The pictures: view from hotel window in Klosters (village near Davos); Riz Khan of the Riz Khan Show; The kids in the freezing cold CNN tent; Davos mountain; Climate Change group location hut.
Yes, Dear Readers: the rumours are true.
I journeyed to the Emerald City of DavOz; put on my green-tinted spectacles; met legendary beings; almost froze to death as I wheezed and slithered along the high-altitude perpendicular streets; passed through one security check after another under the kindly gaze of preternaturally-smiley Stepford Security Folk – the place is sealed up tighter than Stephen Harper’s secret agenda; accepted help from strangers – Where am I ? Which train? What shuttlebus? Where’s the staircase? — and made it back alive, clutching a Crystal Award (it actually is a crystal!) and a very nice box of chocolates.
Possibly you’re expecting me to say that the World Economic Forum consists of a bunch of money-grubbing trolls who do nothing more useful than award themselves fat bonuses. But I’m not going to say that. Possibly there were some such trolls in attendance, but they weren’t the people I met. A few years ago this would not have been such an interesting place. But now, most world leaders know the planet is in trouble. Financial trouble, environmental trouble – both of which will give rise to social trouble and indeed political turmoil if left untreated.
What is the World Economic Forum? It’s a gathering. For forty years it’s been bringing people together, not only from the political and financial realms, but from NGOs and the arts. From the beginning, the WEF grasped the principle that although everything may have an economic dimension – poets have to eat – everything also has an emotional dimension, even — and especially — money. (Think about who gets what under Granny’s will, and what family havoc then ensues.)
The youngest person I met was a charming fellow who teaches break-dancing to street kinds in Portugal. (Joao Brites, email@example.com), followed by Josh Spear of Undercurrent.com and some geeks in the bus who were deconstructing the IPad. (“My mother will like it,” they said crushingly, which should not bother Apple: there are a lot of mothers.) All these kids doubtless had something to do with the Young Global Leaders Forum (www.younggloballeaders.org), 650 enterprising youngies from over 90 countries.
I had various serendipitous encounters – Louise Arbour of the International Crisis Group (www.crisisgroup.org) at the coat check, Julia Lalla-Maharajh of www.endfgmnow.org at a lunch – difficult to eat while considering this problem — and a lovely young woman who consulted me about lipstick shades (as if I knew), and who turned out to be the founder of International Bridges to Justice www.ibj.org, a courageous outfit that works with police in developing countries to try to prevent torture. These social-benefit orgs were doubtless connected with the Schwab Foundation for Social Entrepreneurship ( www.schwabfound.org), another important plank of the WEF.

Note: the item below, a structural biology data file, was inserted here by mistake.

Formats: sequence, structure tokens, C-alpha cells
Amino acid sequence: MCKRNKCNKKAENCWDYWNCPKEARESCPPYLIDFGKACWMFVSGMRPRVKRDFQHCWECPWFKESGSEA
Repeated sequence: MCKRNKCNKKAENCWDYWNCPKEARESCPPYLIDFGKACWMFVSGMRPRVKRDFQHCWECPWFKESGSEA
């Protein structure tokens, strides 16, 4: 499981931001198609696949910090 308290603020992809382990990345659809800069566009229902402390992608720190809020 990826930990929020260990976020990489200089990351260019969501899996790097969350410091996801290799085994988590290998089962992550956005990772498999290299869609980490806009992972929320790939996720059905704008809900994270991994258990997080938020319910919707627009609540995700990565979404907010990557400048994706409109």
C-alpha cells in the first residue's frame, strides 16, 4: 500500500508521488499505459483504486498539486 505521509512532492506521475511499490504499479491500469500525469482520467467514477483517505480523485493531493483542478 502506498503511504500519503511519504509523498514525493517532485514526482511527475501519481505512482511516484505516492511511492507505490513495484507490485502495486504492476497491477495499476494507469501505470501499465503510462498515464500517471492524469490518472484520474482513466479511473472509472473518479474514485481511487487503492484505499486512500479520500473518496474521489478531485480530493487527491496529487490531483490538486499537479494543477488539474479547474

There were a lot of women present — many in business itself, others in the arts and in orgs. (They had better outfits than mine. I lack little suits.) According to the WEF, the biggest emerging market is not China, but women – a trend it welcomes, as the prosperity of a country rises dramatically as women increase their earning and spending power. Better education for girls and women was strongly on the agenda, and there were several working groups devoted to women from a socio-economic viewpoint. (Closer to home, see: Economic Club of Canada firstname.lastname@example.org “Unleashing the Economic Power of Girls,” Feb. 25 in Toronto.) In the developing world especially, growing $ power will be facilitated by truly mobile wireless banking, and by mobile-phone Point of Sale enterprises like Square that allow the individual to become a merchant without need of land-lines.
The biggest story however was the Climate Change Initiative and Low-Carbon Prosperity group. Their working session was packed with a large number of powerful individuals representing ultra-powerful institutions. The Canadian government wasn’t there, but strangely enough I was, and as we gnawed away on our virtuous sandwiches, we heard from South Korea – coming on strong! – Mexico ditto, China ditto, the U.S. government, the legendary George Soros, the reforestation folks, the big US energy companies and the Smart Grid folks, and … well, gosh, Dear Readers! I’m a hard case, being so old and jaded and all, but I was RVI. (Really Very Impressed.) These people are serious – a little late, maybe, but better late than never. They’ve rolled up their sleeves. They are cause for cautious optimism.
Sadly, however, Canada did not shine like a star, at this or any other WEF event. Despite its up-to-snuff performance in Haiti and its usefully stodgy banking regulations, it rated a big D on its report card from its murky performance at Copenhagen. Off-the-record conversations indicated that the current government is viewed as sorely retrograde by those in other countries, especially but not exclusively in relation to climate change and green energy initiatives. By its own choice, it’s not really an active part of the conversation. But if Canada stays on the sidelines during upcoming initiatives, the cost to its citizens in future years will be jobs and investment, and lots of both.
Happily, some of the Canadian provinces are viewed as more aware. Let’s hope the light bulb goes on in the collective Canadian governmental mind, or quite a few actual light bulbs will be going off. Maybe we’ll fulfill the wishes of some of our very own fellow-citizens and freeze in the dark. (Fewer carbon emissions that way, though. Never say I’m not upbeat.)